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Grading the Library Portals

Mick O'Leary

ONLINE, November 2000
Copyright © 2000 Information Today, Inc.


The ideal library portal will have the most thorough coverage possible in several areas of the library profession for all types of libraries.
One of today's biggest Web trends is the portal. Whether it's the battle for the top consumer portal, the portal as the medium of B2B ecommerce, or the proliferation of vertical market portals (or vortals), there is constant buzz about portals and portal strategies. The current craze arises from frantic efforts to develop functioning, profitable business models on the Web. The Web has attracted so many users (over 100 million in the U.S. alone) that businesses are desperate for ways to attract them and hold them as customers.

At the same time, the explosive growth of the Web has made it that much harder for any individual site to be seen, or for any individual consumer to make sense of it. Hence, the portal–an organizing principle that brings like-minded businesses and customers together, to their mutual benefit. Information is obtained, ads are seen, products are purchased, and everyone's happy.


However, portals are new in name only. The role of information clearinghouse has long been performed by libraries, the supermarket online services, and the consumer online services (remember any of these?). On the Web itself, topic-oriented link collections appeared immediately; since that is the definition of a portal, there are already thousands, if not millions, of portals. The latest portal incarnation appeared when Yahoo! began adding popular reference data and services–stock quotes, news headlines, email, bulletin boards, etc.–to create a true, one-stop shop on the Web.

The fastest growth is occurring in vertical portals, which can more efficiently match topic-oriented users and information than can general portals like Yahoo!. Thus, there are thousands of portals serving industry sectors, personal interests, and professions, including librarians.


Librarians, of course, were among the earliest inhabitants of the Web and, following their professional instincts, immediately began to create link collections on all sorts of subjects, including librarianship. There are hundreds, or perhaps thousands, of portals devoted to the interests of librarians and their kin: online searchers, information brokers, knowledge managers, etc. Of these, only a dozen or so are true "megaportals" that strive to represent the entire range of library knowledge and practice. Some, like the Internet Public Library, emerged with the Web itself and follow a nonprofit, service model. Other, newer ones, like LibrarySpot, embody a commercial model.

The differences among these sites demonstrates the continuing elusiveness of a definition of "portal." Nevertheless, there are traits that they share, including those that distinguish them from other vertical market portals. In the latter category, library portals are noteworthy for what they need not provide. Because their visitors are already electronic information experts and Web veterans, library portals don't bother with common portal elements like email, stock quotes, weather reports, bulletin boards, etc.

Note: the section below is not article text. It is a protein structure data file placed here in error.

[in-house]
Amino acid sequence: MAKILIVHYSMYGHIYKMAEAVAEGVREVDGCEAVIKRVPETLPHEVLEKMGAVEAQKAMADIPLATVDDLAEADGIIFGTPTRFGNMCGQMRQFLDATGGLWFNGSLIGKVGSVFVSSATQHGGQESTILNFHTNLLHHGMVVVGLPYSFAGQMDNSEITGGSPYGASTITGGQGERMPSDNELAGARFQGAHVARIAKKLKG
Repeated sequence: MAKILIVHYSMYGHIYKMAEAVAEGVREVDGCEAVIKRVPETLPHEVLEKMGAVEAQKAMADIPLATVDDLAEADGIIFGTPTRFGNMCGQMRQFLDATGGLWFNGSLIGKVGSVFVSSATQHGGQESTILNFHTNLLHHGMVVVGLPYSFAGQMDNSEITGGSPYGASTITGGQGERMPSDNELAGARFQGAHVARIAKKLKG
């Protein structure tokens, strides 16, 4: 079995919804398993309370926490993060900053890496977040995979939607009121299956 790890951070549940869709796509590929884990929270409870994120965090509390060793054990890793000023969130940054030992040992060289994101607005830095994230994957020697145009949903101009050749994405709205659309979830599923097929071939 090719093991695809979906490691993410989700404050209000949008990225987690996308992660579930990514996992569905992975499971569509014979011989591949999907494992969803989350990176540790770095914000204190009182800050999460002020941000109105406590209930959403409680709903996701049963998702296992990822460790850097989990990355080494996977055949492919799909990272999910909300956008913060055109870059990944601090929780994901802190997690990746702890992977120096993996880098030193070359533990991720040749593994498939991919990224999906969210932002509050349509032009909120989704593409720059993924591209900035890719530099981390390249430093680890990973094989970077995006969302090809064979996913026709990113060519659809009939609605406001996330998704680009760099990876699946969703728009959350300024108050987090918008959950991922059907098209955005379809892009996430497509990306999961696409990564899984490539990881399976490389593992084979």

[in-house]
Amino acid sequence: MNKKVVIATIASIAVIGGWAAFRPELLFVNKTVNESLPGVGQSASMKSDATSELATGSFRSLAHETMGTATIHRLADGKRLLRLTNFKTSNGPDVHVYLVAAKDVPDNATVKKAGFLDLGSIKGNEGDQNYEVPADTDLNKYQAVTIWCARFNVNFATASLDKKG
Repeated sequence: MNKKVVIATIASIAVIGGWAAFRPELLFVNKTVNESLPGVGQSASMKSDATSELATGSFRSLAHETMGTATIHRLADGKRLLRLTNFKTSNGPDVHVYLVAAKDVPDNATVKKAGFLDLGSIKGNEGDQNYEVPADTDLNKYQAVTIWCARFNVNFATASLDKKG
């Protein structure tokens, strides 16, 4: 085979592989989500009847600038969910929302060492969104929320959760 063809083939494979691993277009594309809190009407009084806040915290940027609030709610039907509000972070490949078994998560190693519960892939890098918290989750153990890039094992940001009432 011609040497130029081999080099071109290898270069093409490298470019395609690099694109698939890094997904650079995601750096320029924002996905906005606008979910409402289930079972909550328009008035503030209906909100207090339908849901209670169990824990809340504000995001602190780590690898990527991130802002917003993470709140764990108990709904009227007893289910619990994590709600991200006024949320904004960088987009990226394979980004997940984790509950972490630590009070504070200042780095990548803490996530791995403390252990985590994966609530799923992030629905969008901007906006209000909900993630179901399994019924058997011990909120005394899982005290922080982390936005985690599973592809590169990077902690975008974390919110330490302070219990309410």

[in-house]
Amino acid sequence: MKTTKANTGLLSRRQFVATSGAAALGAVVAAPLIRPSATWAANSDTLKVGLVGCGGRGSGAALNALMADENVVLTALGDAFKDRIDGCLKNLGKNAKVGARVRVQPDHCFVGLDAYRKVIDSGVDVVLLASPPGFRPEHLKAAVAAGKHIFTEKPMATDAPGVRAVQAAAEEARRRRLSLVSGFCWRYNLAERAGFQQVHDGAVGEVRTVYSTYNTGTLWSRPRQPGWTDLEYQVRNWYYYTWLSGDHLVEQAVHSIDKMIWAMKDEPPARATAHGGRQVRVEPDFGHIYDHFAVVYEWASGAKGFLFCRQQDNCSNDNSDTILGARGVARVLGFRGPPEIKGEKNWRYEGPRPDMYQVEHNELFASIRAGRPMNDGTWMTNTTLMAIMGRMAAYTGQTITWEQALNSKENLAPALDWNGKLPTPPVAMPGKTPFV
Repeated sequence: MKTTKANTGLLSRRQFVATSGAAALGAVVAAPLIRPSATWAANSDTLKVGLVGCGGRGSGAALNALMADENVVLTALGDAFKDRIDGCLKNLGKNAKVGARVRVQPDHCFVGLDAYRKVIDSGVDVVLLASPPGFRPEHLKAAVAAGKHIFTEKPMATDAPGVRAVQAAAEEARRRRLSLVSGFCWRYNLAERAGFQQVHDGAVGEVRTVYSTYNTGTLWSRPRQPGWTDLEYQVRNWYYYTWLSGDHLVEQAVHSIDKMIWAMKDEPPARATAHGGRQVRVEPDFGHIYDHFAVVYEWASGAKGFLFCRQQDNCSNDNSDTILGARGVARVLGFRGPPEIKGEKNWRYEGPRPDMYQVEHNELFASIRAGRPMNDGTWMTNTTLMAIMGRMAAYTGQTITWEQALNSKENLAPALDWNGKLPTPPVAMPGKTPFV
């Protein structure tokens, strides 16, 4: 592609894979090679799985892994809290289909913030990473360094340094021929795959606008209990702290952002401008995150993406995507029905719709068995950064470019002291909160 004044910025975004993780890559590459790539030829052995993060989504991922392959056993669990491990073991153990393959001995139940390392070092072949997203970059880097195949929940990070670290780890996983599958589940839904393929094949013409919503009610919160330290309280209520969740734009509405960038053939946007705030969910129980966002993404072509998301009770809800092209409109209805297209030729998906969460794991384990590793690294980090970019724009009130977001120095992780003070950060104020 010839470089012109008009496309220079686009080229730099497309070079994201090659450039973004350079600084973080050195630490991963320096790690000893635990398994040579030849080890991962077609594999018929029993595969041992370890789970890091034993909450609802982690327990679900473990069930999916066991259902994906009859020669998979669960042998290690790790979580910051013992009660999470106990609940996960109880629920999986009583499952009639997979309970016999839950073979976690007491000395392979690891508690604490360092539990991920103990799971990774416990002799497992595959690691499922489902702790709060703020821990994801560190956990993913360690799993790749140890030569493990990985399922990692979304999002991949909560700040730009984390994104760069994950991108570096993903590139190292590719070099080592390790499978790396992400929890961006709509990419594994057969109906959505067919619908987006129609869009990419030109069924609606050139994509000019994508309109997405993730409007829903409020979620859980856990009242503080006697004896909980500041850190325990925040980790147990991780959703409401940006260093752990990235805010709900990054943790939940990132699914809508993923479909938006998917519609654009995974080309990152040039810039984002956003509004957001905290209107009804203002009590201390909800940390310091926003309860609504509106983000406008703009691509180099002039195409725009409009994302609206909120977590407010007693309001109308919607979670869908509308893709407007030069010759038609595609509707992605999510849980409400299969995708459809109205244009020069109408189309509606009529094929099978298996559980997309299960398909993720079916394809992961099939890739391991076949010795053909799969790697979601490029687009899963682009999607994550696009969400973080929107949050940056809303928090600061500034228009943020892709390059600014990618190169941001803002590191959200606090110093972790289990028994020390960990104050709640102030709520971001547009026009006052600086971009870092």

Conversely, library portals should be comprehensive in covering their subject. Many portals are selective, in order to provide information novices with a manageable plateful; librarians, on the other hand, have no problem dealing with information overload, and want the most complete set of links possible on every library-related topic or subtopic.

The ideal library portal, then, will have the most thorough coverage possible in several areas of the library profession, for all types of libraries:

Some of the portals discussed here, like the Internet Library for Librarians, are also "reference" portals, that provide links to reference resources, from ready reference sites like encyclopedias, addresses, etc., to very specialized information. The Internet Public Library and Yahoo!, in fact, are general portals that contain noteworthy library sections. I've graded the portals on their value for library information alone.


With the moment's craze for portals as a commercial medium, several of the newest library portals have been created by Web publishers or library vendors. Most library vendors' sites are, in fact, "portals" to their products and services. Some, like LEXIS-NEXIS, also have excellent resources for understanding and using its products. Nevertheless, LEXIS-NEXIS and others of this type are not "library" portals because they do not cover the field generally. Those discussed here, while providing some degree of sponsor product information, also have related identities as library portals:

This new portal is sponsored by SIRSI, the library automation company. SIRSI's promotional presence is modest, but then so is the entire site. It does cover most of the requisite topics, but very thinly, and far below the standard set by the top portals. Its "Site Source" is a searchable catalog of so-called "useful" Web sites, but it misses top sites in several subjects, and selection criteria are absent–ignore it without risk. Some links are annotated and there is no search capability.